He told both lawyers: “Plaintiffs and their counsel are not to disseminate the content of any discovery or to discuss the content of any of the discovery with the media or disseminate … to anyone except to law enforcement or any branch of law enforcement in response to a specific request.”

Styn stressed that he wasn’t suggesting law enforcement was making a request.

He pointed at Corrales and said: “You just brought that up. I’m not saying there’s probable cause for that to be happening. I don’t have any information … All I’m trying to do is to not interfere with any investigation, assuming there is one, and I don’t know that.”

Kasparian attorney Michael Four said “time is of the essence” to keep future depositions from being made public. Photo by Ken Stone

Naranjo, 31, whose wrongful termination and gender bias suit a year ago was the first filed against Kasparian, sat in the courtroom with her husband, Andrew McKercher, on vacation from his job with the International Brotherhood of Electrical Workers, Local 569.

After the hearing, Naranjo said she considered the judge’s action “a victory because Mickey’s attempt was to shut us up, and … I’m glad that Judge Styn did not put that tape over our mouth.”

She said Kasparian “keeps talking about due process” but “the transcripts [are] part of the process. And Mickey doesn’t want that out there? He doesn’t want it out there because he knows he’s guilty.”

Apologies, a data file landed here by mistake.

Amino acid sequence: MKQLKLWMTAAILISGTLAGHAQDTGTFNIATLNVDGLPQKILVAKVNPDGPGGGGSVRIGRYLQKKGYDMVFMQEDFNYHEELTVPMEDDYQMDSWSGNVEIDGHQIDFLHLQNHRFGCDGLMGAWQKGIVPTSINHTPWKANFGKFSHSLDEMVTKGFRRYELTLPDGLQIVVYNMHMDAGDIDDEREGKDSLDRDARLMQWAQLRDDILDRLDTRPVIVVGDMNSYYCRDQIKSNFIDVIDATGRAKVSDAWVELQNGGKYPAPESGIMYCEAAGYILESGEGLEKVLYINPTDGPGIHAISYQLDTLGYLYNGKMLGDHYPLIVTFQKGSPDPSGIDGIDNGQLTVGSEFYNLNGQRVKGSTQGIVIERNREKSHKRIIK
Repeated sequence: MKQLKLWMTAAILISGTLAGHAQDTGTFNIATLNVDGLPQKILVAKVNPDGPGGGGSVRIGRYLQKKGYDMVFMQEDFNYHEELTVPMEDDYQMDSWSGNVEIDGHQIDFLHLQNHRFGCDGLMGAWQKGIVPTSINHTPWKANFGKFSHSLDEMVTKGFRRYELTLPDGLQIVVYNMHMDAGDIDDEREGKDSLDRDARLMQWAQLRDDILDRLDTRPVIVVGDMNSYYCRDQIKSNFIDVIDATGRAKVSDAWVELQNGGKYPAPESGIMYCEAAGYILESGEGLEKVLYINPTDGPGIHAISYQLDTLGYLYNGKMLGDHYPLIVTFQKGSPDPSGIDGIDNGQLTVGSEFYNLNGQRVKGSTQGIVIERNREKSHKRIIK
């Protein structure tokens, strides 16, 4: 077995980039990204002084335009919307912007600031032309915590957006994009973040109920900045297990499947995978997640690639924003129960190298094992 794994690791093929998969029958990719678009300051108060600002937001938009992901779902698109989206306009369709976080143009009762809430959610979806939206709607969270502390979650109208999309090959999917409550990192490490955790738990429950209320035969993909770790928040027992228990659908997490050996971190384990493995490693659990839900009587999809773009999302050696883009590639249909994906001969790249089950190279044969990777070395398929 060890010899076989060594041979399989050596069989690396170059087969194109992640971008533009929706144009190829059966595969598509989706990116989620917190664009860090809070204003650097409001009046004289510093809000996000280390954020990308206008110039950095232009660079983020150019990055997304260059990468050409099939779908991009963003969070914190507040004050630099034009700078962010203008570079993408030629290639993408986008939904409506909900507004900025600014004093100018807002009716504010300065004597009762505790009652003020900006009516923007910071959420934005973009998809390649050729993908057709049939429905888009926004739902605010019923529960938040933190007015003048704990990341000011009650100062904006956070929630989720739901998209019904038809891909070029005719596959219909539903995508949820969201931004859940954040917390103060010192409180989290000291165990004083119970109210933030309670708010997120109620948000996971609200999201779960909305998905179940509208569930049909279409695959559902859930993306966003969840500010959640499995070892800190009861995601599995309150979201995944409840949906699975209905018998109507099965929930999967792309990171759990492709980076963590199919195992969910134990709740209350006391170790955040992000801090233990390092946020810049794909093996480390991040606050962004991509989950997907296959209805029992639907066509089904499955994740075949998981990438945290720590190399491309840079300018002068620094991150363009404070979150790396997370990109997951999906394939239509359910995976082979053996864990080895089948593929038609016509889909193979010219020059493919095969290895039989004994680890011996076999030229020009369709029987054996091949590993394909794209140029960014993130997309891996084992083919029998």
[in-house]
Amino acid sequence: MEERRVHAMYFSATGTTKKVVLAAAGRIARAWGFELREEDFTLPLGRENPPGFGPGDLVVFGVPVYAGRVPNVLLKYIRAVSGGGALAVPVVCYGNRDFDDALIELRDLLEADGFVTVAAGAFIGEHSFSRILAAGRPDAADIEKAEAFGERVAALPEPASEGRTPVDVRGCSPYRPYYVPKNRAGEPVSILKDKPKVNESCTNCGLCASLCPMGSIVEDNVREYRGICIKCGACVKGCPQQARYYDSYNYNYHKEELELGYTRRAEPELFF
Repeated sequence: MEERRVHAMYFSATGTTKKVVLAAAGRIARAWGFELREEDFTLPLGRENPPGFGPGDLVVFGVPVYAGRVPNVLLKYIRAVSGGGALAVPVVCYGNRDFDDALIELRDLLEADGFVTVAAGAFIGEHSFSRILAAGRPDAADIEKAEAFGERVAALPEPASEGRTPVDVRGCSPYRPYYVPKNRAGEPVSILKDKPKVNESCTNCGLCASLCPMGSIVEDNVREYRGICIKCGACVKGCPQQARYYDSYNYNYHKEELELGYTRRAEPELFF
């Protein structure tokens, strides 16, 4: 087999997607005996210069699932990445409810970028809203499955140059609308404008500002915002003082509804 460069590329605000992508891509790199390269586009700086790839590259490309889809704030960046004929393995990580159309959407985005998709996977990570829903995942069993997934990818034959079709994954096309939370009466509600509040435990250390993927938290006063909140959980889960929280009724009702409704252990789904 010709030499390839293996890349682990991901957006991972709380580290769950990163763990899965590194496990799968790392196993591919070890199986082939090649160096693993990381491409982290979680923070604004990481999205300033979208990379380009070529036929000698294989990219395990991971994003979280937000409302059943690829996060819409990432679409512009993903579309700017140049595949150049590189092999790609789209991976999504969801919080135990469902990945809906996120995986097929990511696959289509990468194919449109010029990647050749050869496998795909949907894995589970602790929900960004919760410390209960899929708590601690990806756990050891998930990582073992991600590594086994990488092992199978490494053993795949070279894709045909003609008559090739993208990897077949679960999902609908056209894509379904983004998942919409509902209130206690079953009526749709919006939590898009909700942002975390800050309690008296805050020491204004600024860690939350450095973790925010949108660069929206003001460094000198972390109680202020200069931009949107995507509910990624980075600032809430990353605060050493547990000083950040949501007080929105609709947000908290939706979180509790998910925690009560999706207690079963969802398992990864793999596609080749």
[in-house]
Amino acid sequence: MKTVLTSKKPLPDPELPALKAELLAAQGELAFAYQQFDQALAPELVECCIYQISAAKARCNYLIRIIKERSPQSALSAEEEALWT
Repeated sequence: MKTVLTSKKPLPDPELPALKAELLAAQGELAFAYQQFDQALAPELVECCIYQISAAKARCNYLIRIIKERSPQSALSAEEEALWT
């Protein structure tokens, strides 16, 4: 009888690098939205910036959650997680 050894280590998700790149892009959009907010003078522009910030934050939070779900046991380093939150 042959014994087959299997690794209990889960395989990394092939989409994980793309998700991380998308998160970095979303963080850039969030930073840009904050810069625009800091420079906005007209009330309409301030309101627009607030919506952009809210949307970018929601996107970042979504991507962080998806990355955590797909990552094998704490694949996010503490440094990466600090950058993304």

Kasparian has denied all accusations, including those in a recent suit by Godinez, a deputy county clerk who alleges the local UFCW president tried to arrange a sex foursome with her and two other women.

The Dec. 15 release of Godinez’s deposition detailing “vile and despicable” conduct by Kasparian apparently triggered the Kasparian team’s Dec. 22 request for a gag order.

Judge Ronald Styn rejected a Michael Four request to bar media from the hearing. Styn also OK’d filming and photos in the courtroom. Photo by Ken Stone

(Kasparian insists he’s never been alone with Godinez.)

In another court exchange Wednesday morning, Corrales doubled down on his DA probe contention.

FOUR to STYN: Your temporary order should prohibit the plaintiffs themselves — and counsel — from disclosing anything.

STYN: What about the DA?

FOUR: That should be prohibited too, given the personal nature of what we’re talking about. The district attorney’s part of the court system, so they could potentially subpoena documents…. But I don’t think they should be talking to the district attorney. We’re talking about important personal sensitive information that should not be disclosed.

CORRALES: Yes, the DA’s interested.

Earlier, Corrales said the temporary order doesn’t bar the news media from “looking and finding things that have been filed.”

Styn replied: “I’m not enjoining the media. Only you, Mr. Corrales, and Mr. [Dan] Gilleon and your clients.”

Rosangel Miner deposition of Oct. 27, 2017 (PDF)

The most recently released depositions — acquired from a source who wishes to be anonymous — included one Oct. 27 with Rosangel Miner, a fired UFCW Local 135 worker whose husband headed-butted Kasparian in 2010 at Viejas Casino.

That was a year or two after Rose Miner said the married Kasparian met her privately for dinner at the Mission Valley El Torito restaurant and asked if she would have an affair with him.